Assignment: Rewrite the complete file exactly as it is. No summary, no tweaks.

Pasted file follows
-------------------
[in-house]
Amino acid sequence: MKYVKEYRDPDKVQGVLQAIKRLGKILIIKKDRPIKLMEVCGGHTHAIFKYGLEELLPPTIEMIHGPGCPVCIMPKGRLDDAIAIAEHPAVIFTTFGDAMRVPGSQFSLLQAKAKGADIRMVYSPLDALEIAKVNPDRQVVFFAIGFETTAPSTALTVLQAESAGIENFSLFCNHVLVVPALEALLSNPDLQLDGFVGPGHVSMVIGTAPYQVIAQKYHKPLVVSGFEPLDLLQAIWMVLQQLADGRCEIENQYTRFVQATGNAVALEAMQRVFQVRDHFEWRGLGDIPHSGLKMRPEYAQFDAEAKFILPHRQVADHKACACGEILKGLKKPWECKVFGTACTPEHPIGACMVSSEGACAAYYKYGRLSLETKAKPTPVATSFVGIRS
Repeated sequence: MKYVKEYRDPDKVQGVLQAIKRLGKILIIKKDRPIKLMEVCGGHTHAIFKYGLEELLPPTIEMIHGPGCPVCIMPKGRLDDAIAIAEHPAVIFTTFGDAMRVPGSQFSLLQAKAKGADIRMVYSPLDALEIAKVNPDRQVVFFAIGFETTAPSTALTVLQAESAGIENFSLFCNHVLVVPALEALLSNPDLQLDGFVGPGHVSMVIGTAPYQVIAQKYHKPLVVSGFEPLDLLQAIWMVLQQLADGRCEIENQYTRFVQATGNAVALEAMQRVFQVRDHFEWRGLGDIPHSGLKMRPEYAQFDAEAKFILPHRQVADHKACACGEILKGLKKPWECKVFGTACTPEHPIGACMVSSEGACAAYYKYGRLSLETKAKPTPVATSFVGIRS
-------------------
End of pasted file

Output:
[in-house]
Amino acid sequence: MKYVKEYRDPDKVQGVLQAIKRLGKILIIKKDRPIKLMEVCGGHTHAIFKYGLEELLPPTIEMIHGPGCPVCIMPKGRLDDAIAIAEHPAVIFTTFGDAMRVPGSQFSLLQAKAKGADIRMVYSPLDALEIAKVNPDRQVVFFAIGFETTAPSTALTVLQAESAGIENFSLFCNHVLVVPALEALLSNPDLQLDGFVGPGHVSMVIGTAPYQVIAQKYHKPLVVSGFEPLDLLQAIWMVLQQLADGRCEIENQYTRFVQATGNAVALEAMQRVFQVRDHFEWRGLGDIPHSGLKMRPEYAQFDAEAKFILPHRQVADHKACACGEILKGLKKPWECKVFGTACTPEHPIGACMVSSEGACAAYYKYGRLSLETKAKPTPVATSFVGIRS
Repeated sequence: MKYVKEYRDPDKVQGVLQAIKRLGKILIIKKDRPIKLMEVCGGHTHAIFKYGLEELLPPTIEMIHGPGCPVCIMPKGRLDDAIAIAEHPAVIFTTFGDAMRVPGSQFSLLQAKAKGADIRMVYSPLDALEIAKVNPDRQVVFFAIGFETTAPSTALTVLQAESAGIENFSLFCNHVLVVPALEALLSNPDLQLDGFVGPGHVSMVIGTAPYQVIAQKYHKPLVVSGFEPLDLLQAIWMVLQQLADGRCEIENQYTRFVQATGNAVALEAMQRVFQVRDHFEWRGLGDIPHSGLKMRPEYAQFDAEAKFILPHRQVADHKACACGEILKGLKKPWECKVFGTACTPEHPIGACMVSSEGACAAYYKYGRLSLETKAKPTPVATSFVGIRS